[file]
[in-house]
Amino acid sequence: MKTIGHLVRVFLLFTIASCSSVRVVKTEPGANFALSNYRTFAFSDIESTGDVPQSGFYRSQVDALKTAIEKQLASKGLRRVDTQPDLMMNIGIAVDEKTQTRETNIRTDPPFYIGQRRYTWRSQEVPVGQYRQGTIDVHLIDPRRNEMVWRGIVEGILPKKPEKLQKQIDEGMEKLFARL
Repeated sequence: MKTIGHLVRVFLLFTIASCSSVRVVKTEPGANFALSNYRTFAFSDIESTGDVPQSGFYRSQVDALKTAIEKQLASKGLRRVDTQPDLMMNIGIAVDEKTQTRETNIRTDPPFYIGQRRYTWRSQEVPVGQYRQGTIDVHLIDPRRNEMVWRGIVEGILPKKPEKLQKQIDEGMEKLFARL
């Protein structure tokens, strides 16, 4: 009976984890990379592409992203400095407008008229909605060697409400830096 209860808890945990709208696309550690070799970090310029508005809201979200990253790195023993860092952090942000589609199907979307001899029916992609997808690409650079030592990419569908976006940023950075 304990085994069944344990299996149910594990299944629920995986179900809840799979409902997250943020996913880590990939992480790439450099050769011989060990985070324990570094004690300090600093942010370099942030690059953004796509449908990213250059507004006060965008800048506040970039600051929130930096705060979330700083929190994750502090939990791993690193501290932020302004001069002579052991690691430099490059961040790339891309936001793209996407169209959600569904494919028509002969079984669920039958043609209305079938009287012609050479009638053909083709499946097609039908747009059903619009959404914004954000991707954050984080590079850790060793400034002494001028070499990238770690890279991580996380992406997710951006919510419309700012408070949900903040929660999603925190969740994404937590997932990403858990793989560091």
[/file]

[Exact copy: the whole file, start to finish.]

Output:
[in-house]
Amino acid sequence: MKTIGHLVRVFLLFTIASCSSVRVVKTEPGANFALSNYRTFAFSDIESTGDVPQSGFYRSQVDALKTAIEKQLASKGLRRVDTQPDLMMNIGIAVDEKTQTRETNIRTDPPFYIGQRRYTWRSQEVPVGQYRQGTIDVHLIDPRRNEMVWRGIVEGILPKKPEKLQKQIDEGMEKLFARL
Repeated sequence: MKTIGHLVRVFLLFTIASCSSVRVVKTEPGANFALSNYRTFAFSDIESTGDVPQSGFYRSQVDALKTAIEKQLASKGLRRVDTQPDLMMNIGIAVDEKTQTRETNIRTDPPFYIGQRRYTWRSQEVPVGQYRQGTIDVHLIDPRRNEMVWRGIVEGILPKKPEKLQKQIDEGMEKLFARL
């Protein structure tokens, strides 16, 4: 009976984890990379592409992203400095407008008229909605060697409400830096 209860808890945990709208696309550690070799970090310029508005809201979200990253790195023993860092952090942000589609199907979307001899029916992609997808690409650079030592990419569908976006940023950075 304990085994069944344990299996149910594990299944629920995986179900809840799979409902997250943020996913880590990939992480790439450099050769011989060990985070324990570094004690300090600093942010370099942030690059953004796509449908990213250059507004006060965008800048506040970039600051929130930096705060979330700083929190994750502090939990791993690193501290932020302004001069002579052991690691430099490059961040790339891309936001793209996407169209959600569904494919028509002969079984669920039958043609209305079938009287012609050479009638053909083709499946097609039908747009059903619009959404914004954000991707954050984080590079850790060793400034002494001028070499990238770690890279991580996380992406997710951006919510419309700012408070949900903040929660999603925190969740994404937590997932990403858990793989560091």